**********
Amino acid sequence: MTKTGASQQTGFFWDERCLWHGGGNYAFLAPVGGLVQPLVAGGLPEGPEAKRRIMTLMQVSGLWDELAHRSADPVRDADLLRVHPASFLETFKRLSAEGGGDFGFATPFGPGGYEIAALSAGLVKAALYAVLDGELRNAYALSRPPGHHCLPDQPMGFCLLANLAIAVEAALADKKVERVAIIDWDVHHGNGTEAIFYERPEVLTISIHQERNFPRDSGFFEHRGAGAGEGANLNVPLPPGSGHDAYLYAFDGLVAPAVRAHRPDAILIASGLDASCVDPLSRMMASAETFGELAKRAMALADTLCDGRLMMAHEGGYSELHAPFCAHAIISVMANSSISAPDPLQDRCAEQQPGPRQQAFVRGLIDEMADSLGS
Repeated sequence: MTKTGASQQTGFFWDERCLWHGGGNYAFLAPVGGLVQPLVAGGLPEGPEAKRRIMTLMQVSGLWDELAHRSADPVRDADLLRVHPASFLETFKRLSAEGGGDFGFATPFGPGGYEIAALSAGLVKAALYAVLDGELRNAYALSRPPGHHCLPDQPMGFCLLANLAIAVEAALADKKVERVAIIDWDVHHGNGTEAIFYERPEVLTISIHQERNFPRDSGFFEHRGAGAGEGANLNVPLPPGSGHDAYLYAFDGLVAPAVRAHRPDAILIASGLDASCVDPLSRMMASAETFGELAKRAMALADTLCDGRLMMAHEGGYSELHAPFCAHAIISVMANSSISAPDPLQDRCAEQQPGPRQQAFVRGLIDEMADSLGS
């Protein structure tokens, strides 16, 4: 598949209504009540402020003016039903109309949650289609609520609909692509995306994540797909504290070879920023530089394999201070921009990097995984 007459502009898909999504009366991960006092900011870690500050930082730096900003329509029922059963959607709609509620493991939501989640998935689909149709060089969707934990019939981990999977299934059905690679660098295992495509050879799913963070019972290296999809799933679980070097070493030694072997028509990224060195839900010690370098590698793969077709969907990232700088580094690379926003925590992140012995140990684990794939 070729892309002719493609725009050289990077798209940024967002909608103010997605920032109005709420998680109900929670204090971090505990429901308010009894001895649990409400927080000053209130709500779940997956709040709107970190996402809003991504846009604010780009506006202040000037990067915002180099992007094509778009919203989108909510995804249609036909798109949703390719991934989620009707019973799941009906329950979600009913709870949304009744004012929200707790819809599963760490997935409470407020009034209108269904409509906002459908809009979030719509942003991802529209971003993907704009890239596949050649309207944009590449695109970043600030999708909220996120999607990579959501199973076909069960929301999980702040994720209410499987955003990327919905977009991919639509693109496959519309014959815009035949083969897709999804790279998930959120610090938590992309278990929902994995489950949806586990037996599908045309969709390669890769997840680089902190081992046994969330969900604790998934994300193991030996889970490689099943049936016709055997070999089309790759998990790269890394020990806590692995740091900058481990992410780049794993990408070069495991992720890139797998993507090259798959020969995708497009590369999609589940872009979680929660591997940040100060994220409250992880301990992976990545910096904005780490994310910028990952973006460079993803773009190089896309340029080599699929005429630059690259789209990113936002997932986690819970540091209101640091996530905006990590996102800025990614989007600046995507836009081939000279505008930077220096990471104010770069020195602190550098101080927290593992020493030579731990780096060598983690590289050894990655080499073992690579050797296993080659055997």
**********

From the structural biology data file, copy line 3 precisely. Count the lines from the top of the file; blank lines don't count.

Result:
């Protein structure tokens, strides 16, 4: 598949209504009540402020003016039903109309949650289609609520609909692509995306994540797909504290070879920023530089394999201070921009990097995984 007459502009898909999504009366991960006092900011870690500050930082730096900003329509029922059963959607709609509620493991939501989640998935689909149709060089969707934990019939981990999977299934059905690679660098295992495509050879799913963070019972290296999809799933679980070097070493030694072997028509990224060195839900010690370098590698793969077709969907990232700088580094690379926003925590992140012995140990684990794939 070729892309002719493609725009050289990077798209940024967002909608103010997605920032109005709420998680109900929670204090971090505990429901308010009894001895649990409400927080000053209130709500779940997956709040709107970190996402809003991504846009604010780009506006202040000037990067915002180099992007094509778009919203989108909510995804249609036909798109949703390719991934989620009707019973799941009906329950979600009913709870949304009744004012929200707790819809599963760490997935409470407020009034209108269904409509906002459908809009979030719509942003991802529209971003993907704009890239596949050649309207944009590449695109970043600030999708909220996120999607990579959501199973076909069960929301999980702040994720209410499987955003990327919905977009991919639509693109496959519309014959815009035949083969897709999804790279998930959120610090938590992309278990929902994995489950949806586990037996599908045309969709390669890769997840680089902190081992046994969330969900604790998934994300193991030996889970490689099943049936016709055997070999089309790759998990790269890394020990806590692995740091900058481990992410780049794993990408070069495991992720890139797998993507090259798959020969995708497009590369999609589940872009979680929660591997940040100060994220409250992880301990992976990545910096904005780490994310910028990952973006460079993803773009190089896309340029080599699929005429630059690259789209990113936002997932986690819970540091209101640091996530905006990590996102800025990614989007600046995507836009081939000279505008930077220096990471104010770069020195602190550098101080927290593992020493030579731990780096060598983690590289050894990655080499073992690579050797296993080659055997």